They wanted something that would be cool, give the learner something cool, something that can be carried around (and not a three pound laptop which the kids can't/don't want to carry around). The kids are safe carrying things around which, to the outside viewer, well, can't be seen. Laptops entice the inevitable.
Handhelds are also great as computer devices because teachers can't see the keyboard on the first day: so kids don't end up 'typing up' handwritten reports. Above all, they don't take three minutes to boot up because they're always on. You want to video the science experiment now, not in three minutes when the experiment is over.

What can kids do with them?

  • EBooks
    - in many languages and for free on the web
  • Simulation games
  • MP3 music file playing and recording (podcasting possibilities)
  • Full PowerPoint
  • Word and Excel
  • Drawing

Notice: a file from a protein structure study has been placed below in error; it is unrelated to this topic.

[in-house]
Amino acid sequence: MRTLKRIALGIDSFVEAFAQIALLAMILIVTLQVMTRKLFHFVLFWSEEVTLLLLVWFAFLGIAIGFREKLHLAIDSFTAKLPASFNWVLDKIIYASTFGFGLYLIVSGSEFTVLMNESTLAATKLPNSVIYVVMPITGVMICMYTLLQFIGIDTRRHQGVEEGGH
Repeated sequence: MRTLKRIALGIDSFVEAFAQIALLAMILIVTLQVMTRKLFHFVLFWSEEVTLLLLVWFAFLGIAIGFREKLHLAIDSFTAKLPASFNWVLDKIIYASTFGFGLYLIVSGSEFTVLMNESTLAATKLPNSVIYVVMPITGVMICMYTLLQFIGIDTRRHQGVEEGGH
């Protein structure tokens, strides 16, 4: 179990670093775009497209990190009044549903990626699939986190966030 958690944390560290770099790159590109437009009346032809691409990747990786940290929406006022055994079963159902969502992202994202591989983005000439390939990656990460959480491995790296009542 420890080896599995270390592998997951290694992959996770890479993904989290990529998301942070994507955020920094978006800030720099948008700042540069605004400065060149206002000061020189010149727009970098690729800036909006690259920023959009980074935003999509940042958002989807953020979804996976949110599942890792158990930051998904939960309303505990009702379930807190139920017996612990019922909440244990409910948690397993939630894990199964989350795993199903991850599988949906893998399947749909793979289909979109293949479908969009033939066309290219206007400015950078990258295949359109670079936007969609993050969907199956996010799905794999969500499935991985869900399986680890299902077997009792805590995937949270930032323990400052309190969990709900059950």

• Animation
  • Gaming
  • Mind mapping
  • Picture editing
  • Music making
  • Problem solving
  • Web access
  • Video content
  • Data logging plugin
  • Running other full versions of programmes such as http://www.immersiveeducation.com/kar2ouche/Kar2ouche.
  • Digital video/stills camera

Dave has been getting the kids to publish and share their work on the web, too, so that they have feedback and views from the outside world - this is something I didn't pick up on the first time I heard him last year in London, but is exactly the kind of reflex learners and teachers should have when they have achieved something, a product, from their learning.

In the classroom